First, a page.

Conclusions and Summary

This article has provided an overview of derivatiz-ation for LC. It is clear that this approach has undergone significant developments over the past few decades, to the point where it is now a mature area of LC science. Numerous books and reviews have appeared in recent years, and the literature continues to grow. Several excellent primers are available on the use of derivatization in LC and other separation areas, such as capillary electrophoresis (CE). Derivat-ization serves several useful functions in LC, but can especially improve chromatographic performance and peak shape for the original analyte, improve detector response to permit trace determinations, and improve quantitation for the original analyte by improving signal-to-noise ratios in complex sample matrices.

Derivatization can also stabilize an otherwise reactive analyte by the formation of a more stable derivative. The formation of multiple derivatives, using either solution or solid-phase (mixed-bed) approaches, has enabled improved qualitative identification of an analyte, as well as confirmation of quantitation by providing two to three different peaks for such purposes, all from the same sample undergoing one or a series of tagging reactions. Automation of derivatization, both pre- and post-column and online or offline, has developed such that it has become virtually a routine part of LC analysis. It is quite common to perform derivatization of amino acids pre-column, offline or online, in order to improve the identification and quantitation of these species, for example in a protein hydrolysate or intravenous solution. Derivatization for trace level detection of many analytes has also become commonplace, particularly when combined with preconcentration as part of the sample preparation-derivatization-LC steps. These tagging approaches permit the trace analysis of many analytes in complex sample matrices that otherwise would not be detectable by direct LC analysis.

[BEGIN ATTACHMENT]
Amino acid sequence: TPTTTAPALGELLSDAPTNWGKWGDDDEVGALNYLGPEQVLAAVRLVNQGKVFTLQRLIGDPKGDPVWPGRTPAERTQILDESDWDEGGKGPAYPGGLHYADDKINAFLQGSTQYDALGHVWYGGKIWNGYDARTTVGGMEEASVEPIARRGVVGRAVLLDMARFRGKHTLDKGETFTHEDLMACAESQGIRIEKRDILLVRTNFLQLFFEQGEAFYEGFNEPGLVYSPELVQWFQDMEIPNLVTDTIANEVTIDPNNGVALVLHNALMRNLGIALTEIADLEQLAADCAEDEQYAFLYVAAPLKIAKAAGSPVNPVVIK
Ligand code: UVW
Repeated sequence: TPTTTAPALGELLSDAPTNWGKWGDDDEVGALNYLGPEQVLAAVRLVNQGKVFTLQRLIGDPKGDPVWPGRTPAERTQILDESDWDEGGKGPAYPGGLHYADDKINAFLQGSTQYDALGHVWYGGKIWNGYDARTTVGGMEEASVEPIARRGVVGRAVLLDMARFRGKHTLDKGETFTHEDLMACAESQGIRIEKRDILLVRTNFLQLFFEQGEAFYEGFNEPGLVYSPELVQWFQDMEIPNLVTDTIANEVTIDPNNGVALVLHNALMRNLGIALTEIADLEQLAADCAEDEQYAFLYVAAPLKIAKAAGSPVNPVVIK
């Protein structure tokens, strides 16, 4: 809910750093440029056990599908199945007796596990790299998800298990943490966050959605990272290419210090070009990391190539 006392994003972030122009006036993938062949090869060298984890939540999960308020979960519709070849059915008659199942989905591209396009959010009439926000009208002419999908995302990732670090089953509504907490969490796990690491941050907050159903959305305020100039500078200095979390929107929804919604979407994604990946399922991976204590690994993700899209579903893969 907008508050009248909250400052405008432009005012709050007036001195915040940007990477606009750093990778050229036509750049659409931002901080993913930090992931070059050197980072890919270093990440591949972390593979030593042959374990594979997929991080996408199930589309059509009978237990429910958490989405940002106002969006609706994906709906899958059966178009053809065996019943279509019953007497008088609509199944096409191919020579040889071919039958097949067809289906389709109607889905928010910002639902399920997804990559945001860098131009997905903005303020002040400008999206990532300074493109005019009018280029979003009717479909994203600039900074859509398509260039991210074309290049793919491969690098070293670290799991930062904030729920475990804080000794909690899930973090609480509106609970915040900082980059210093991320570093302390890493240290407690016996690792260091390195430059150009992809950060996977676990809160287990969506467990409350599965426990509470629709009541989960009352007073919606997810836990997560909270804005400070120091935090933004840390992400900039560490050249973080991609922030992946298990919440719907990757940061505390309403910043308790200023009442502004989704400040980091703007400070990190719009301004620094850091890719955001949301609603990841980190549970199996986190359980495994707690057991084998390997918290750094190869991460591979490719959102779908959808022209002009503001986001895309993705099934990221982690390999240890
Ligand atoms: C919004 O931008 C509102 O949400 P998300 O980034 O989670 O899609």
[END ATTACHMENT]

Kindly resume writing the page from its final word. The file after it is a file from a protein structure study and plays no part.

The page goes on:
Derivatization has thus become very commonplace in much of LC analytical work and applications. A wide variety of suitable reagents are commercially available, providing enhanced detection in several modes (UV, FL, EC and MS). Derivatization approaches are being developed for proteins and pep-tides that would lead to directed fragmentation and/or improved ionization for lowered detection limits in various forms of mass spectrometry or LC-MS. These efforts to develop improved derivatiz-ation reagents for further LC-detector applications will undoubtedly continue for many years to come.

See also: II/Chromatography: Liquid: Detectors: Ultraviolet and Visible Detection. III/Peptides and Proteins: Liquid Chromatography.

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Solar Panel Basics

Global warming is a huge problem which will significantly affect every country in the world. Many people all over the world are trying to do whatever they can to help combat the effects of global warming. One of the ways that people can fight global warming is to reduce their dependence on non-renewable energy sources like oil and petroleum based products.

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